UNITED STATES—The calendar does not always agree with the weather. It really is about time to start replacing aging cool season vegetable plants with fresh new warm season vegetables. Earlier warm and dry weather had suggested that it was getting late. More recent frosty weather followed by rain suggested otherwise. Regardless, there is no point in arguing with what the calendar determines.
The last seedlings for broccoli, cauliflower, cabbage and Brussels sprouts (for those who are able to grow them) should be well established in the garden. There should be enough cool weather for them to finish before the heat of summer causes them to go bitter. No more should be planted this late. Also, the last seed for beets should have been sown already. Peas should finish soon.
Warm season vegetables like tomato, pepper, squash, cucumber, corn and bean are the main concern now. Tomato and pepper are most easily planted as seedlings purchased in cell packs. A packet of seed costs as much as a cell pack, but must be sown and grown into seedlings, which is extra work. If necessary, varieties that are unavailable in cell packs can be grown from seed.
The other warm season vegetables grow so fast from seed that there is no advantage to planting them as seedlings here. Some would be distressed from transplant as seedlings. Besides, so many individual plants of each type are typically grown together that it would be expensive to purchase so many cell packs. Squash might be an exception if only a few plants would be enough.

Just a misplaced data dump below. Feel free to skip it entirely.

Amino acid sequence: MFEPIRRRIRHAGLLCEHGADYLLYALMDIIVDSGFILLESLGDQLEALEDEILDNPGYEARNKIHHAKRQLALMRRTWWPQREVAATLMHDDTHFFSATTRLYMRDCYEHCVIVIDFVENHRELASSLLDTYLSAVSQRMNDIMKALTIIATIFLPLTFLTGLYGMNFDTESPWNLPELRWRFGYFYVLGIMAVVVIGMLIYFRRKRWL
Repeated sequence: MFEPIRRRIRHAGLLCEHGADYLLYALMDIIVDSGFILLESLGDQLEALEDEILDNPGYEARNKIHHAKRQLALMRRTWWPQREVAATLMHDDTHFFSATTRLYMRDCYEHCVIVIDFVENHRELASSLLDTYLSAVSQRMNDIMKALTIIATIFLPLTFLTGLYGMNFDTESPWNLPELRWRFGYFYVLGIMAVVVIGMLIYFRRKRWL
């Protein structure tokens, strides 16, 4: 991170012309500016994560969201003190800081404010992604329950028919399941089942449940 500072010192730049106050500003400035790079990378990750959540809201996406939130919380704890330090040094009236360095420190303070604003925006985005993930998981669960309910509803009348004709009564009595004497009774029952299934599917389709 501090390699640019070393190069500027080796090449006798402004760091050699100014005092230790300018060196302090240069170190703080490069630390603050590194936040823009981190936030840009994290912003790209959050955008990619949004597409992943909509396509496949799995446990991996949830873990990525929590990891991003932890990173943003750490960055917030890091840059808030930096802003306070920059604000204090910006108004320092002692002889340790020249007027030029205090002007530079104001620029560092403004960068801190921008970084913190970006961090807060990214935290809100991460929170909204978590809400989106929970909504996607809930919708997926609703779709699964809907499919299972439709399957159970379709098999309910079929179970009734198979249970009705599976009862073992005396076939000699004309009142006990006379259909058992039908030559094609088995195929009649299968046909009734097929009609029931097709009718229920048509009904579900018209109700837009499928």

Bush beans may seem like they would be easier to grow than pole beans because they do not require support. However, pole beans can grow on the sunny side of a fence in the background of a vegetable garden, utilizing otherwise useless space. If it would not damage the fence, string can be strung in a zigzag pattern (up and down) between nails pounded part way into the top and bottom of the fence. If the string is held an inch or so from the fence (at the heads of the protruding nails), bean vines would be happy to climb it.
It looks like sweet alyssum, but is not even close. The tiny white flowers and finely textured foliage work almost as well for similar uses in the landscape. In fact, the plants are most often grown as short term warm season annuals. However, candytuft, Iberis sempervirens, is really a perennial that can be cut back in autumn, regenerate through winter, and bloom for spring and early summer.
One must really examine candytuft closely to see that it is related to cold crop vegetables like broccoli, cauliflower, cabbage and Brussels sprouts. That is why is has an odd aroma when cut back. Mature plants have the potential to get nearly a foot deep, but typically stay lower. They can spread a bit wider than a foot. Candytuft can tolerate a slight bit of shade, but prefers sunny exposure.
If planted closely together, candytuft can form a nice small scale ground cover. It mixes nicely with stones, and cascades slightly over the edges of low stone retaining walls. It is more substantial than sweet alyssum, and works better for permanent planting in borders and along walkways. The barely perceptible floral fragrance of individual plants can be quite appealing in larger volumes.
Horticulturist Tony Tomeo can be contacted at tonytomeo.wordpress.com.